Faculty: Dr. Nasir Memon
Mentor: Jay Koven, Kevin Gallagher, Thanos Papadopoulos
Time: 11:12 am – 11:19 am
The forensic analysis of email and other unstructured data poses many challenges to an investigator. Many pieces of the puzzle are not clearly visible when reading text of the email body. One such piece of information is contained in the IP addresses found in emails and other computer files. Our team will develop a visual analytic presentation of global IP address information that will help the forensic investigators understand the locations found and the dataset and the flow of emails between the locations.
This project studies the stress-strain response of Fiber Reinforced Plastic (FRP) as a suitable option for replacing piles made of conventional construction materials. Conventional materials such as concrete, timber and steel, can be significantly deteriorated when they are in contact with water or with other aggressive environments. To achieve this objective, FRP pile samples will be subjected to a comprehensive set of quasi-static and high strain rate (HSR) compression tests. The effect of the spatial distribution of the samples in the mechanical response of the core FRP material will be also investigated to account for the isotropy of the pile.
In fission yeast, DNA repeats are present in the heterochromatin regions flanking centromeres. We recently discovered that those repeats, although quite similar in sequence, behave differently based on their individual positions: we are initiating a large scale screening for mutants that affect this using a deletion library containing thousands of single gene deletions. This project will involve construction of required fission yeast strains, small scale crossing of strains, and data analysis.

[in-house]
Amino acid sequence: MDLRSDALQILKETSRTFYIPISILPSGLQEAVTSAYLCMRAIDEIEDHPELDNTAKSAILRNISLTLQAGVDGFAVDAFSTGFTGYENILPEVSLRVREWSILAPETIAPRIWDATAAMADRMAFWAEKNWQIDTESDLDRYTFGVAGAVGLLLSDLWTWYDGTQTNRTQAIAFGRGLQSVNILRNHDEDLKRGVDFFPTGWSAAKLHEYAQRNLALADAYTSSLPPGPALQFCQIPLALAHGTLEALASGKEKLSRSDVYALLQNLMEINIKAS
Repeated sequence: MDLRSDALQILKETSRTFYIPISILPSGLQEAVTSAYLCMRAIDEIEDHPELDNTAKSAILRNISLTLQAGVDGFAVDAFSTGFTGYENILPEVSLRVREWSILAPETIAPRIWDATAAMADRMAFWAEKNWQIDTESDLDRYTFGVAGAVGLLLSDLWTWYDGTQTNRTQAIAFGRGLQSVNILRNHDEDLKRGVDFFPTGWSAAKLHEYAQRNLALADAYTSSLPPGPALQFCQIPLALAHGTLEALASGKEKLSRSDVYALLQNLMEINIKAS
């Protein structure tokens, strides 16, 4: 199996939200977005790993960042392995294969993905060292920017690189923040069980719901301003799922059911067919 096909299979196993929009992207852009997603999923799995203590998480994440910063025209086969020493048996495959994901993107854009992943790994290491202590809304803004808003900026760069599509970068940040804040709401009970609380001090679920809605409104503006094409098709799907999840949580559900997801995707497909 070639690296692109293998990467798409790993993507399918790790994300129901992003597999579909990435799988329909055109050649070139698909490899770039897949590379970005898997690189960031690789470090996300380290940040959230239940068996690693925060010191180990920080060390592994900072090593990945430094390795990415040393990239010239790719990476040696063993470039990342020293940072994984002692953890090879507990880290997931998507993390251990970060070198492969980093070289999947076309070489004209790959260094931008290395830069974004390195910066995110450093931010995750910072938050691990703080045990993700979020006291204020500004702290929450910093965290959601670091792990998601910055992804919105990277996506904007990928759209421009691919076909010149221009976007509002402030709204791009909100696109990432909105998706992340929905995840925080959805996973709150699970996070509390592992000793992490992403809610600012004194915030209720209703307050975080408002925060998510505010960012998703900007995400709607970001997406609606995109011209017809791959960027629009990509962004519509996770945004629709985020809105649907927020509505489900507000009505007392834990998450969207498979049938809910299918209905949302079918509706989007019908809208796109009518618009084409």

This research studies some of the subsurface phenomena that occur when foundations are constructed, such as particle movement on the macro-, meso-, and micro-scales. These effects of pile installation methods can vary based on surrounding soils and structures. Therefore, this research compares the effects that occur during two installation methods, driving and jacking, as well as in different soil profiles.
Understanding the fluid-structure interaction during water entry of solid bodies is an important design scenario in naval hydrodynamics. Often, several complicating factors arise in water entry, such as air cushioning, cavitation, hydroelasticity, and asymmetric or oblique impacts. In particular, air cushioning is responsible for the reduction of the hydrodynamic loading on a blunt body impacting into a calm water surface. In an effort to better understand this phenomenon, experiments are performed on blunt bodies such as flat-bottom body and cylinder. The impact velocity is varied and high speed imaging is utilized to quantify the air entrapment during water entry. Specifically, an in-house digital image processing technique is leveraged to identify the regions of air trapped inside the fluid. In addition, particle image velocimetry is used to understand the effect of air cushioning on the flow physics and hydrodynamic loading.